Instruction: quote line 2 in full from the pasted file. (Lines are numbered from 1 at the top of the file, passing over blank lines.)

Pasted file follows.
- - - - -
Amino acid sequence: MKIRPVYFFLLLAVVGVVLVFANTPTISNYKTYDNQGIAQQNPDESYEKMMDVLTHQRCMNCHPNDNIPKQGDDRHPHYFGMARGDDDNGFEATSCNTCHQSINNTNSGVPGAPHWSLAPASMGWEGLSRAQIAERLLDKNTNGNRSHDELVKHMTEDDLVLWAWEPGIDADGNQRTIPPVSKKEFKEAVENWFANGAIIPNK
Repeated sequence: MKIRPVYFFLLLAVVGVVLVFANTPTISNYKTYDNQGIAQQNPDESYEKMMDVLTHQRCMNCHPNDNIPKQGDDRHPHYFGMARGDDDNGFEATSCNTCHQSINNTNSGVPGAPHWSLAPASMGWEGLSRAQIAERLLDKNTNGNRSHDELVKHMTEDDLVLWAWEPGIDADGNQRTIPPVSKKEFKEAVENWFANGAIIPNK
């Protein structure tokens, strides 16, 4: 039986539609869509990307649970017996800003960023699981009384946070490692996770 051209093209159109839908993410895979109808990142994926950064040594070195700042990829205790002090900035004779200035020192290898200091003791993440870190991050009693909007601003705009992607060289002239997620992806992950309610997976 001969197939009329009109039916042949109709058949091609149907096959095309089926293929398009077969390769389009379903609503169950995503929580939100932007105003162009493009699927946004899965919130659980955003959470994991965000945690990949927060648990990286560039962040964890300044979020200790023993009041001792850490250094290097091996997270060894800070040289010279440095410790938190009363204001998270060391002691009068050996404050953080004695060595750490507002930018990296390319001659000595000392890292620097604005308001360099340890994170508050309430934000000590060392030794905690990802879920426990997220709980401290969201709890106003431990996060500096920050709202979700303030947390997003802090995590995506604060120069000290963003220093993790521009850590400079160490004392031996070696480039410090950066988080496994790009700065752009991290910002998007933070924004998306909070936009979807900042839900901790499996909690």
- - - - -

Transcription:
Repeated sequence: MKIRPVYFFLLLAVVGVVLVFANTPTISNYKTYDNQGIAQQNPDESYEKMMDVLTHQRCMNCHPNDNIPKQGDDRHPHYFGMARGDDDNGFEATSCNTCHQSINNTNSGVPGAPHWSLAPASMGWEGLSRAQIAERLLDKNTNGNRSHDELVKHMTEDDLVLWAWEPGIDADGNQRTIPPVSKKEFKEAVENWFANGAIIPNK